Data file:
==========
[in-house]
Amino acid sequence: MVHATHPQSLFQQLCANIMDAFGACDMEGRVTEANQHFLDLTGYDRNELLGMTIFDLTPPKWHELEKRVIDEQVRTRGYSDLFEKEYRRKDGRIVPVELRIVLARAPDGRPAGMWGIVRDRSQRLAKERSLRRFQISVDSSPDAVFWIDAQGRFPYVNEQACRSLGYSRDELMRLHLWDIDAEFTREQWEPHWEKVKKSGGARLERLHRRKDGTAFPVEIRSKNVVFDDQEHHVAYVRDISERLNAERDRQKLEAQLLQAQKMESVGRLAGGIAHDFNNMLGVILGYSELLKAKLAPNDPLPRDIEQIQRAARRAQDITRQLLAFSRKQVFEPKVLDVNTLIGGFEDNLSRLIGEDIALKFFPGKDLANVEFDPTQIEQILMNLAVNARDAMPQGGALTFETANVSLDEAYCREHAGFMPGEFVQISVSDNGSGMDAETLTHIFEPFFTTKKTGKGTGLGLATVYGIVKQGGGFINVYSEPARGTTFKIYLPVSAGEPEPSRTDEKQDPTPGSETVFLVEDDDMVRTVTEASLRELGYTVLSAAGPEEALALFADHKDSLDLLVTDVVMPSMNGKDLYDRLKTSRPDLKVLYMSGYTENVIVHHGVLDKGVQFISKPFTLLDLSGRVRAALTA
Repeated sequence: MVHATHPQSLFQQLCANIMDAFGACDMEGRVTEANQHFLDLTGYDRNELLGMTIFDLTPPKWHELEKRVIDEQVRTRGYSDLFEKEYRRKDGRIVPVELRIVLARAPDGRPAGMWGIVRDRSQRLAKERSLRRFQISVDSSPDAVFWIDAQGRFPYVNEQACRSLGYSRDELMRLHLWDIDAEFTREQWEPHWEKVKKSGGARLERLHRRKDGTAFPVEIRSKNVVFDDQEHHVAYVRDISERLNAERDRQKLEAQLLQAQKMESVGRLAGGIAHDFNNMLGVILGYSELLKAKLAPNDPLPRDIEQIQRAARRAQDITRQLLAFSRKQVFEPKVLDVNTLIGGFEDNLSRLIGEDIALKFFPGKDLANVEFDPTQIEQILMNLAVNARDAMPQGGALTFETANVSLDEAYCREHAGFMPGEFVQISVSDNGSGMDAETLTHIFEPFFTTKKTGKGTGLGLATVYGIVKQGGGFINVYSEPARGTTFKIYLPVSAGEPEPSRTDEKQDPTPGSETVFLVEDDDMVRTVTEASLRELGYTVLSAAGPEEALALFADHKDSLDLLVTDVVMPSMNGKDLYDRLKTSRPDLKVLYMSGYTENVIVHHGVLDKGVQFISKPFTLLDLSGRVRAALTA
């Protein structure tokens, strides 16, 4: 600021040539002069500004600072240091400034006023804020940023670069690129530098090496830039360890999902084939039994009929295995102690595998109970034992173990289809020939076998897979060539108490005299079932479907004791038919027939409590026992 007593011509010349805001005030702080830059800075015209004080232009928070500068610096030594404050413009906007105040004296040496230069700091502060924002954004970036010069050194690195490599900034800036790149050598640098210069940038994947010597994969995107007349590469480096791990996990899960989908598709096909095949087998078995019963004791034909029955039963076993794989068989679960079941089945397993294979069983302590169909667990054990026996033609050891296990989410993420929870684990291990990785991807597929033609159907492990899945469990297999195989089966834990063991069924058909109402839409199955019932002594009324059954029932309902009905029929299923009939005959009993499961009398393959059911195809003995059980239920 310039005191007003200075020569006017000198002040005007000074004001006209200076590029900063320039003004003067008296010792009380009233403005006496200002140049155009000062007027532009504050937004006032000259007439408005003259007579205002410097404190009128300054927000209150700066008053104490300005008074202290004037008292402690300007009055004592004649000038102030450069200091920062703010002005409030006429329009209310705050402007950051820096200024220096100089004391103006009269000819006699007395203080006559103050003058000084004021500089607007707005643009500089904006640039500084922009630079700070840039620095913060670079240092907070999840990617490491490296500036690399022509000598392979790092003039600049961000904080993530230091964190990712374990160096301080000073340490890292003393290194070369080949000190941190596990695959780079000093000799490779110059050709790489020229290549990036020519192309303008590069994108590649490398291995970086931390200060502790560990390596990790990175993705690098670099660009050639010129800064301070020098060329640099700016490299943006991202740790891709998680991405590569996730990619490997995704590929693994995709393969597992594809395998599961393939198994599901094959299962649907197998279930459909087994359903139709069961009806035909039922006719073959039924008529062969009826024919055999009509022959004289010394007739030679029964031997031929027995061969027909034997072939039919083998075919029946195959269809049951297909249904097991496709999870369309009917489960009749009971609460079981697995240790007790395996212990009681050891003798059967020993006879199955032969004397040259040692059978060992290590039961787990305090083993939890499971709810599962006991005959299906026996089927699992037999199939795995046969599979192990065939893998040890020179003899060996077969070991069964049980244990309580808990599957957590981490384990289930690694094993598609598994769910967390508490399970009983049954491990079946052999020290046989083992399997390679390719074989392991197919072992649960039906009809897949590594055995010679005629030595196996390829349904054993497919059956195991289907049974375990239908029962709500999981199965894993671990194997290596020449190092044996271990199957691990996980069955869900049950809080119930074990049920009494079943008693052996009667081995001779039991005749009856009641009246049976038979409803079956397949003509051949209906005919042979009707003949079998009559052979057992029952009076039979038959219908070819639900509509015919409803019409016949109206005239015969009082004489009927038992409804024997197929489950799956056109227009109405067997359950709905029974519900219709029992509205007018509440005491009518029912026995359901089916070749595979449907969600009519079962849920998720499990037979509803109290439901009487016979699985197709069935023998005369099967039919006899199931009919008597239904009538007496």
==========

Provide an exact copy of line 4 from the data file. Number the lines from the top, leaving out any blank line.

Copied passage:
């Protein structure tokens, strides 16, 4: 600021040539002069500004600072240091400034006023804020940023670069690129530098090496830039360890999902084939039994009929295995102690595998109970034992173990289809020939076998897979060539108490005299079932479907004791038919027939409590026992 007593011509010349805001005030702080830059800075015209004080232009928070500068610096030594404050413009906007105040004296040496230069700091502060924002954004970036010069050194690195490599900034800036790149050598640098210069940038994947010597994969995107007349590469480096791990996990899960989908598709096909095949087998078995019963004791034909029955039963076993794989068989679960079941089945397993294979069983302590169909667990054990026996033609050891296990989410993420929870684990291990990785991807597929033609159907492990899945469990297999195989089966834990063991069924058909109402839409199955019932002594009324059954029932309902009905029929299923009939005959009993499961009398393959059911195809003995059980239920 310039005191007003200075020569006017000198002040005007000074004001006209200076590029900063320039003004003067008296010792009380009233403005006496200002140049155009000062007027532009504050937004006032000259007439408005003259007579205002410097404190009128300054927000209150700066008053104490300005008074202290004037008292402690300007009055004592004649000038102030450069200091920062703010002005409030006429329009209310705050402007950051820096200024220096100089004391103006009269000819006699007395203080006559103050003058000084004021500089607007707005643009500089904006640039500084922009630079700070840039620095913060670079240092907070999840990617490491490296500036690399022509000598392979790092003039600049961000904080993530230091964190990712374990160096301080000073340490890292003393290194070369080949000190941190596990695959780079000093000799490779110059050709790489020229290549990036020519192309303008590069994108590649490398291995970086931390200060502790560990390596990790990175993705690098670099660009050639010129800064301070020098060329640099700016490299943006991202740790891709998680991405590569996730990619490997995704590929693994995709393969597992594809395998599961393939198994599901094959299962649907197998279930459909087994359903139709069961009806035909039922006719073959039924008529062969009826024919055999009509022959004289010394007739030679029964031997031929027995061969027909034997072939039919083998075919029946195959269809049951297909249904097991496709999870369309009917489960009749009971609460079981697995240790007790395996212990009681050891003798059967020993006879199955032969004397040259040692059978060992290590039961787990305090083993939890499971709810599962006991005959299906026996089927699992037999199939795995046969599979192990065939893998040890020179003899060996077969070991069964049980244990309580808990599957957590981490384990289930690694094993598609598994769910967390508490399970009983049954491990079946052999020290046989083992399997390679390719074989392991197919072992649960039906009809897949590594055995010679005629030595196996390829349904054993497919059956195991289907049974375990239908029962709500999981199965894993671990194997290596020449190092044996271990199957691990996980069955869900049950809080119930074990049920009494079943008693052996009667081995001779039991005749009856009641009246049976038979409803079956397949003509051949209906005919042979009707003949079998009559052979057992029952009076039979038959219908070819639900509509015919409803019409016949109206005239015969009082004489009927038992409804024997197929489950799956056109227009109405067997359950709905029974519900219709029992509205007018509440005491009518029912026995359901089916070749595979449907969600009519079962849920998720499990037979509803109290439901009487016979699985197709069935023998005369099967039919006899199931009919008597239904009538007496």